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Logan Mohtashami on trends in forbearance exits

In this episode of HousingWire Daily, Logan Mohtashami discusses several hot topics in the housing market, including recent trends in forbearance exits and future homebuyer demand in the midst of inventory shortages.

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With a rise in natural disasters, including wildfires, hurricanes, floods, tornadoes and mudslides. The mortgage industry needs to be proactive in examining programs to help borrowers recover.

CoronavirusReal Estate

Here come the homebuyers

Pandemic causing people to look for more room — and they've been able to save more too

As a result of shelter-in-place orders across the country, more people are antsy and looking to buy a home this summer. In fact, LendingTree says that 53% of homebuyers are more likely to buy a home in the next year because of the COVID-19 pandemic.

However, 27% said their timeline hasn’t changed, and 20% said they are less likely to buy a home in the next year.

The main reason these potential homebuyers say they would be willing to move is to take advantage of the record-low mortgage rates. A whopping 67% said this is their reason.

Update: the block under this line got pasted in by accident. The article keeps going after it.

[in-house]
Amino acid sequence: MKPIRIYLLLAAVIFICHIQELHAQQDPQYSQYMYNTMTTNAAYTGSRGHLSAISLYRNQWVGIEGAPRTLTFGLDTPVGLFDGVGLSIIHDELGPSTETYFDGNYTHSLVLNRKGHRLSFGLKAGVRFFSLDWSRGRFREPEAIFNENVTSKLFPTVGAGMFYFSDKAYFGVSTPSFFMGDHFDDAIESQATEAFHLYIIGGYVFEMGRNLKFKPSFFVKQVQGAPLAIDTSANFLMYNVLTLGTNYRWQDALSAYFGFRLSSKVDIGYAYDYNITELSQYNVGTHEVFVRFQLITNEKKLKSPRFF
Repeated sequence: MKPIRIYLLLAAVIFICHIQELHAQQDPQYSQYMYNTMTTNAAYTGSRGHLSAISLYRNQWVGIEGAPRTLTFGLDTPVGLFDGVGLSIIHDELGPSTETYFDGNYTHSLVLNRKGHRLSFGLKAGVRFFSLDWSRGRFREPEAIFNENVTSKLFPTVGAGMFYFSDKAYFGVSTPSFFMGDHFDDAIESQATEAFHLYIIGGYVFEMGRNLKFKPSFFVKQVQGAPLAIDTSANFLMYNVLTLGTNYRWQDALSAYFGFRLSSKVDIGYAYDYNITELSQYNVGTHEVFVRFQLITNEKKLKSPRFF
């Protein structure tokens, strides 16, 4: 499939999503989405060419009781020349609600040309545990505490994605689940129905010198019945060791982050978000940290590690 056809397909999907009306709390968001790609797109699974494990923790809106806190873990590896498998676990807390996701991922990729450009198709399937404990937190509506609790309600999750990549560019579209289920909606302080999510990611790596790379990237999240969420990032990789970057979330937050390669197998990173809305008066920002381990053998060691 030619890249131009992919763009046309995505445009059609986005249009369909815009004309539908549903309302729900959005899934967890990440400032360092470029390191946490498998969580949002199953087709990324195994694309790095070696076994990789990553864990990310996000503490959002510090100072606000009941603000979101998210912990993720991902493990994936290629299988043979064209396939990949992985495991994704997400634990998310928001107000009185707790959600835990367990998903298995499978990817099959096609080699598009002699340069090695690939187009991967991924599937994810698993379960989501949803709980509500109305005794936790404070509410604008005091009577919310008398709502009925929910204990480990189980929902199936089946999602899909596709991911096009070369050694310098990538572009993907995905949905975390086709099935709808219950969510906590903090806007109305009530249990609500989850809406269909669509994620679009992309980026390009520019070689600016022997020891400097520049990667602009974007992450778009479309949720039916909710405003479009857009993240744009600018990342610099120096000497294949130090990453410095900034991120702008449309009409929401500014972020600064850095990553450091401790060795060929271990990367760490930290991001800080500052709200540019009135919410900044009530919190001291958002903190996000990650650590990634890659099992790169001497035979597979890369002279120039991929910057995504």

Just last week, the average U.S. mortgage rate for a 30-year fixed mortgage fell to 3.15%, the lowest ever recorded in a Freddie Mac data series that goes back almost five decades.

However, although mortgage rates are at record lows, lenders have become more restrictive on what it takes to qualify. LendingTree said that 44% of homebuyers are more worried about qualifying for a mortgage because of the pandemic. Specifically, 58% of first-time homebuyers and 52% of Millennials said they are especially concerned.

Perhaps mortgages in forbearance and loans in forbearance are a contributing factor behind consumers’ willingness to buy – 32% said they were able to save more money for a down payment due to reduced spending, and another 30% said it’s due to home prices dropping. Another 28% said they would move due to being stuck in their small space for so long.

Because the pandemic has accelerated and required the use of tech in real estate now more than ever, 61% told LendingTree that they have toured a home virtually over the last two months, 33% said they had plans to do so and only 7% said there was no plan to tour a home virtually.

Even though it may look like there are more potential homebuyers out there, out of the 20% that said they are less likely to buy a home, 70% of those homeowners say they don’t think now is the time to move, because of uncertainty due to the pandemic.

And despite the availability of virtual home tours, 42% of hesitant buyers said they won’t buy because of inability to tour a home in person, and 38% said they wouldn’t buy because of loss of income.

But, 53% of first-time buyers said they would buy a house without an in-person tour, while 18% of repeat buyers said they’d do the same.

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